Rob Walker – Consumed – Marketing and Advertising – Yo Gabba Gabba – Nickelodeon – Television – New York Times: “With a host in a crazy orange outfit called DJ Lance Rock (‘equal parts Jimmie Walker and Bootsy Collins’ as OC Weekly put it), ‘Yo Gabba Gabba!’ stars five cute creatures and features dancing children, animation and upbeat messages in a somewhat campy and surreal setting. If the title reminds you of, say, ‘Yo! MTV Raps’ and the Ramones’ chant ‘Gabba gabba hey,’ that may not be a coincidence. The show was created by Christian Jacobs and Scott Schultz; each has young children and each is in his mid-30s. ‘They were thinking, What would inspire our generation of dads?’ Rivkin says. The answer included recurring segments in which rapper Biz Markie offers kids a human-beatbox rhythm of the day and Mark Mothersbaugh, a founder of Devo who also composed the music for ‘Rugrats,’ gives drawing lessons. Musical guests have included current indie rock heroes like the Shins and Cornelius.”
redlights and redeyes: portland or bust: “Portland has always been one of those cities which I knew I’d love the second I set foot in. I got an invite from Sol Neelman to join him for a little shindig with some of The Oregonian crew and a few who made the trip from the newspaper-lands. While I didn’t get to wander as much as I wanted to for photos, this trip was more about seeing old friends and meeting some new ones. One of those friends, the infamous Scott Strazzante, got hitched while I was there. It was a disgustingly cute ceremony in a small courthouse in Hillsboro, Oregon, witnessed by only a few photographers who only saw the ceremony through a darkened rectangle in the viewfinder with vows recited through a chorus of shutters.”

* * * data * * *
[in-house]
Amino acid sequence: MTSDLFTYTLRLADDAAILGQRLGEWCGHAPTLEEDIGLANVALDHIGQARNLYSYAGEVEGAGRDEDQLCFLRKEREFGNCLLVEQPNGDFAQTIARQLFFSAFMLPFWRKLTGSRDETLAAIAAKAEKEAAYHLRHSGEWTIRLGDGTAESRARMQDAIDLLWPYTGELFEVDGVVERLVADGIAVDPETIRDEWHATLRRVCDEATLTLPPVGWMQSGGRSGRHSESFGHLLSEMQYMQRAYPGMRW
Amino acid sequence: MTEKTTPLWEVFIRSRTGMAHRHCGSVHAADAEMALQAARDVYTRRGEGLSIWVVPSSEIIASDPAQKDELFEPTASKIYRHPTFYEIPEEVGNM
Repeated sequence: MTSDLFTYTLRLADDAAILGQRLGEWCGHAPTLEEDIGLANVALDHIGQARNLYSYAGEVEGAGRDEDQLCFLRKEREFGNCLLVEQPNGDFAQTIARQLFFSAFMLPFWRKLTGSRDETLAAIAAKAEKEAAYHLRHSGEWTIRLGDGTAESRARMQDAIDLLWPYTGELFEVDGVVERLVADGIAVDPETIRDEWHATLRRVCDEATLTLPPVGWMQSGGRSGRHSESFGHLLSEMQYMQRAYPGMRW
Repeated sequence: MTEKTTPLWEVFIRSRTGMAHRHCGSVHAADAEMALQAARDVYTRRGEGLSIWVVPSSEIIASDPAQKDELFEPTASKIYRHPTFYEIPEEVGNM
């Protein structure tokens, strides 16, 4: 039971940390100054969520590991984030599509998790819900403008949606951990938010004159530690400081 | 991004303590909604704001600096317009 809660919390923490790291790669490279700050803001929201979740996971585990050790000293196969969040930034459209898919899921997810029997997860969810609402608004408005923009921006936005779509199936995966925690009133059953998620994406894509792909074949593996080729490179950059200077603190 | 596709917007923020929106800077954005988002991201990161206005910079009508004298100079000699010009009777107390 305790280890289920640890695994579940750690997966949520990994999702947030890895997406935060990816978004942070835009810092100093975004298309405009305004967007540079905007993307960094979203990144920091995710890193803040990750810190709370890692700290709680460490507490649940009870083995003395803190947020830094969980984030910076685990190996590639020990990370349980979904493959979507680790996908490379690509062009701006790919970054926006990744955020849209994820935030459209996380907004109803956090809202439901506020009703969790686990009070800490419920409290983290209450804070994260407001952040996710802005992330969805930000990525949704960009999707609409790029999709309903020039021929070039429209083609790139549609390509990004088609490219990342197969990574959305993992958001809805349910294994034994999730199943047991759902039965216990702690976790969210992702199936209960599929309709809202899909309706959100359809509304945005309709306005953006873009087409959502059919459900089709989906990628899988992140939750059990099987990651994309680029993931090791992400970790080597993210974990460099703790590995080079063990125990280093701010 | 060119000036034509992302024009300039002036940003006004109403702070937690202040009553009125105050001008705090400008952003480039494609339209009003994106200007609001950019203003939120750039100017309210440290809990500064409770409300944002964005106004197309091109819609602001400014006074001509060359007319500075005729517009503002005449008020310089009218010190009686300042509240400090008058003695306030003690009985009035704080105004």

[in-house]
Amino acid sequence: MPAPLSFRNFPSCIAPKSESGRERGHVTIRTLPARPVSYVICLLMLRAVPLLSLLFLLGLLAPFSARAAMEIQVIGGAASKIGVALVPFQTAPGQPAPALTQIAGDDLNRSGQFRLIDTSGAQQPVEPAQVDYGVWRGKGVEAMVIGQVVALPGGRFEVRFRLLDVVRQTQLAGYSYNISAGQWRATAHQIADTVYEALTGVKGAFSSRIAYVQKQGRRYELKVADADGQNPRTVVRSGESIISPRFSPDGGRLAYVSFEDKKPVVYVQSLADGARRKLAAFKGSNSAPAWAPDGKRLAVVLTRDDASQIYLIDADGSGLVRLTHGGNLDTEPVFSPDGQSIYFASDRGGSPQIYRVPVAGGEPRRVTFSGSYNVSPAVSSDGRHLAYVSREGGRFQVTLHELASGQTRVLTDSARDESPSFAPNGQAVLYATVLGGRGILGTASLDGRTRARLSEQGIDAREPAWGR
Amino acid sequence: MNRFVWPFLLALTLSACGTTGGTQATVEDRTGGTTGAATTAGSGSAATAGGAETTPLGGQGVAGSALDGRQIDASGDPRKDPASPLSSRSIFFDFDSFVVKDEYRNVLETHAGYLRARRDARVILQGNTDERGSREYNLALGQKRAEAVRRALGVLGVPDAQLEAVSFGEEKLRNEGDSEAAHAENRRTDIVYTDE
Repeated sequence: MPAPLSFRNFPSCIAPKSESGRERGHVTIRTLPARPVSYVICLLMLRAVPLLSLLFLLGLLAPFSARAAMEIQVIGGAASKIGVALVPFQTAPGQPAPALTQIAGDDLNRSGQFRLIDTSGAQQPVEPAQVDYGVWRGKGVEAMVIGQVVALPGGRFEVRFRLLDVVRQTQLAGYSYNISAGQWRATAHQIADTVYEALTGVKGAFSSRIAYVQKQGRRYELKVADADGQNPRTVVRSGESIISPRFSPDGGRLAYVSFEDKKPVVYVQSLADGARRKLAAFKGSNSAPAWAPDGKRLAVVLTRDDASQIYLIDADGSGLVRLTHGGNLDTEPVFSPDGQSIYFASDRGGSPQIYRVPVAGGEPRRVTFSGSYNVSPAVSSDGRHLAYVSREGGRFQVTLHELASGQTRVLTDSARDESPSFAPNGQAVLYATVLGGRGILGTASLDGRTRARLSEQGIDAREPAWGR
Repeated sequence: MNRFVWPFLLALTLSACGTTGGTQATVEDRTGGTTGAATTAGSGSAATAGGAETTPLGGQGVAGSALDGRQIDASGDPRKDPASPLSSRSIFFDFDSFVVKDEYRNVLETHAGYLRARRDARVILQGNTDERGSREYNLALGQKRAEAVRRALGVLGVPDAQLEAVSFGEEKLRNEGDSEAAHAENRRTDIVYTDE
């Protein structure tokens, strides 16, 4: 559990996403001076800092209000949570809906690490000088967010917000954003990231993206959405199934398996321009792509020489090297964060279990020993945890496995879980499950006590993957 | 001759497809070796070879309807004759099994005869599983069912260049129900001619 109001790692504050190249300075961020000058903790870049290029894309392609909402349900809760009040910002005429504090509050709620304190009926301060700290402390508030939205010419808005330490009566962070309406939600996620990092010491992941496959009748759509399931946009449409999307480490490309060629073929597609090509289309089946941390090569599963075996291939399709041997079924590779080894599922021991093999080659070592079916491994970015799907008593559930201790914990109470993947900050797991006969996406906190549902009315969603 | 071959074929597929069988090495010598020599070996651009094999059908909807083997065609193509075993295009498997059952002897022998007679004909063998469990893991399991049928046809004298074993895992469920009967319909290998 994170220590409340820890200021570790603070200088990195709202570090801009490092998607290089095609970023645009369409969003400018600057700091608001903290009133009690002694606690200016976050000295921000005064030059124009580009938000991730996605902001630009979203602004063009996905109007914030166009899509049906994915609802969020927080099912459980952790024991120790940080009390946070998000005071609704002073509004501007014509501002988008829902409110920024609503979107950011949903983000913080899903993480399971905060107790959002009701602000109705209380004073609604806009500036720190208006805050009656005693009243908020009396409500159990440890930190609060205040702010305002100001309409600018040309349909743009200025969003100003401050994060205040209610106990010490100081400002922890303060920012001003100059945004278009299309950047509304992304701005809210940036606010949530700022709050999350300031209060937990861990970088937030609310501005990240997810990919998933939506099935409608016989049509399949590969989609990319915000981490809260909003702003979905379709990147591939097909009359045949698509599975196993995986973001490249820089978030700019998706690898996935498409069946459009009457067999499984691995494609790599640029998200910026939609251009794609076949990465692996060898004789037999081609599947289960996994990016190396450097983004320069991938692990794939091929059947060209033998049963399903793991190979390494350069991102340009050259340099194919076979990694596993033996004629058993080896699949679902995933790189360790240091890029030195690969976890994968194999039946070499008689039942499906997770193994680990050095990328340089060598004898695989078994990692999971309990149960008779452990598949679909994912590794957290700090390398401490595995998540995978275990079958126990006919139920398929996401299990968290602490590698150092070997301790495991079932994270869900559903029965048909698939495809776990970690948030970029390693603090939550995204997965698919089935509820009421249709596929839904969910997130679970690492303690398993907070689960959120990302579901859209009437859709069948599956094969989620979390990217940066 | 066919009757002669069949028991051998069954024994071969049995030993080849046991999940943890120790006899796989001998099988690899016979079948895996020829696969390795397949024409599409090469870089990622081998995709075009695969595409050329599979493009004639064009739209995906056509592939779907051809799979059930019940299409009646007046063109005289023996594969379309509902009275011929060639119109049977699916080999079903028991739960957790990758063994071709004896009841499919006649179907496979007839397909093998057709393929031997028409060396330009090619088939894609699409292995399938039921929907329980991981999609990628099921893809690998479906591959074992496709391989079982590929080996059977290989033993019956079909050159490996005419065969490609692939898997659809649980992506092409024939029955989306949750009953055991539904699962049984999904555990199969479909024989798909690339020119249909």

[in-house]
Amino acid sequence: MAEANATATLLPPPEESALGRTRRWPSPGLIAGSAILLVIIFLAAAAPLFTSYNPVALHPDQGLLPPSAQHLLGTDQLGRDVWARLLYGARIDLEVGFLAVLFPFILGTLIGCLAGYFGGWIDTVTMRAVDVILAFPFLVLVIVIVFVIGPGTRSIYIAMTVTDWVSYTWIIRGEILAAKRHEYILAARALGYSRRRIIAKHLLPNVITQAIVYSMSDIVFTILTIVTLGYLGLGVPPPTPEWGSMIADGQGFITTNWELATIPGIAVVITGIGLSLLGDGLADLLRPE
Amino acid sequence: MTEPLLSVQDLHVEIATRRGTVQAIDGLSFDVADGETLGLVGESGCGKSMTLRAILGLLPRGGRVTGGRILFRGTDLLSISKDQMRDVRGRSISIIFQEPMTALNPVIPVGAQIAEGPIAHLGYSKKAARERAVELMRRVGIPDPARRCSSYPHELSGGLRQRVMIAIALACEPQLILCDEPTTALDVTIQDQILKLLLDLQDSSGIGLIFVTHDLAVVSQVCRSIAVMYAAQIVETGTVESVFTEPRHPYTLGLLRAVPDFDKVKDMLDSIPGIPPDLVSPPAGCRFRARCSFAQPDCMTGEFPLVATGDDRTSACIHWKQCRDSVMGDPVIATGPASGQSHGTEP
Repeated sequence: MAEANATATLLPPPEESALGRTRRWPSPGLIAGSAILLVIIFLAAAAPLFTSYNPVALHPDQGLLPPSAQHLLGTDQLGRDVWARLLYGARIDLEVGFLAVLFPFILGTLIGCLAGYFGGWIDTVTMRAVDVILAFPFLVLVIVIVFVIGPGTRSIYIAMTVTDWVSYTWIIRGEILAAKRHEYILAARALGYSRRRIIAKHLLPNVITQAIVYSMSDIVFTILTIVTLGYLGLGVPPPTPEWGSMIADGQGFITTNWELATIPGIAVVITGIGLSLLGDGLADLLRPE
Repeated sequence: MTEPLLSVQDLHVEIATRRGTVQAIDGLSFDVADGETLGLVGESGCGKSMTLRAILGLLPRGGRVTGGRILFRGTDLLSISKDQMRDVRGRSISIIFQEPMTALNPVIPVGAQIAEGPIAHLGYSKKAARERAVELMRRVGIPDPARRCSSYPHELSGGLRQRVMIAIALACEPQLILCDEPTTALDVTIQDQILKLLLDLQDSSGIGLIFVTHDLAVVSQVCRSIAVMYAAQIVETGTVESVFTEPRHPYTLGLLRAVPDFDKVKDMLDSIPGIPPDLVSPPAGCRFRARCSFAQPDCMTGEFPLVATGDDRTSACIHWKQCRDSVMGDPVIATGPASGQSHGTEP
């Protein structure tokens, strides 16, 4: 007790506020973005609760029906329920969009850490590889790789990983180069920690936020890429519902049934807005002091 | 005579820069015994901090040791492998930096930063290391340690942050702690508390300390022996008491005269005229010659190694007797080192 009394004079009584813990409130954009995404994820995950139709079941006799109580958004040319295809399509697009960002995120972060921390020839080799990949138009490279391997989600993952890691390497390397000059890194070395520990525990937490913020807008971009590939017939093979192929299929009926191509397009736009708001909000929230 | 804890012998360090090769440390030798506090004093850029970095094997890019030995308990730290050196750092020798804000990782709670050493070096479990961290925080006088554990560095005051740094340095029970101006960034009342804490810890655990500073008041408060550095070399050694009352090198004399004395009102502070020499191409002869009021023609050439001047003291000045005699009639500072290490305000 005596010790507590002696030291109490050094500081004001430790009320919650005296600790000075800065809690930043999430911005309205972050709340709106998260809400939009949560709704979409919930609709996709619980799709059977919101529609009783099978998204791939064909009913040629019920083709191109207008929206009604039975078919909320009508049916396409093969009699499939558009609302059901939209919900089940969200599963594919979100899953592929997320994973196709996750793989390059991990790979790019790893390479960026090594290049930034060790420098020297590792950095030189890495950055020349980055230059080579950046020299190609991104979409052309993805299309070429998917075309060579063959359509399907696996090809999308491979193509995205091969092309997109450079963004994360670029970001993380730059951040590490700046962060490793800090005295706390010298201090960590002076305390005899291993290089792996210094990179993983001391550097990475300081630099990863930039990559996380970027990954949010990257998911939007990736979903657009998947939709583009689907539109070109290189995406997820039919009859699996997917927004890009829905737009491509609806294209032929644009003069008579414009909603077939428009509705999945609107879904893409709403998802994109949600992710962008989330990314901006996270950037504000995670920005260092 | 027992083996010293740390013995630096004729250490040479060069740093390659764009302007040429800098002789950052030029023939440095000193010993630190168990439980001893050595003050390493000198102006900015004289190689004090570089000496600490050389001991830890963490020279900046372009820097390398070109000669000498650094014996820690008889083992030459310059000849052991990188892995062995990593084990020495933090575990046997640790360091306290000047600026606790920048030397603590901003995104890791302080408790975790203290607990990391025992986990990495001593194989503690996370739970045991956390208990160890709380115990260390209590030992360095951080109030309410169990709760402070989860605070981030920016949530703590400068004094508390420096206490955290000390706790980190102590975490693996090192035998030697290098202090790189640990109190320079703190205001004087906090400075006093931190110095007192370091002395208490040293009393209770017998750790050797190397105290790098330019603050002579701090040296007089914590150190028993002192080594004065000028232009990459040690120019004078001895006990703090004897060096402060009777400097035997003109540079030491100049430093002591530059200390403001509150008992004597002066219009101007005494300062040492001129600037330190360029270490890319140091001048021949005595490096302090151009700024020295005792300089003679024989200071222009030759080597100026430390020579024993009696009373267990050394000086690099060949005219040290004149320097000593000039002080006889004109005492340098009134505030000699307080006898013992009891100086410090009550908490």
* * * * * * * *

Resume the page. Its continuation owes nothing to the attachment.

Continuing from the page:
Navel gazing – Reuters Photographers: “At various times some of our photographers and picture editors have talked about how the eyes, hands and even feet can be used as the subject of pictures. Now, ladies and gentlemen, I give you the ‘middle way’ – the human belly as a means of self expression.”
Wei Wenhua was a model communist and is now a bloggers’ hero — a ‘citizen journalist’ turned martyr. The construction company manager was driving his car when he witnessed an ugly scene: a team of about 50 city inspectors beating villagers who tried to block trucks from unloading trash near their homes.
Wei took out his cell phone and began taking pictures. The city inspectors saw Wei and then attacked him in a beating that lasted five minutes. By the time it was over, the 41-year-old Wei was slumped unconscious. He was rushed to the hospital but was dead on arrival.”
larrylivermore.com: At Gilman Street: “The MTX song pokes gentle fun at the Gilman purists, of whom I was undeniably one. ‘And if you’ve got nothing better to do, there’s a meeting every Sunday afternoon, you can talk about skinheads at the show, you can vote on whether you’re gonna vote, and you can make a speech, you can rant, you can rave, you can preach…’ Anyone who ever sat through one of those seemingly interminable meetings – sometimes they’d have to postpone the show for an hour because we were still voting on whether we were gonna vote’ – will recognize that picture.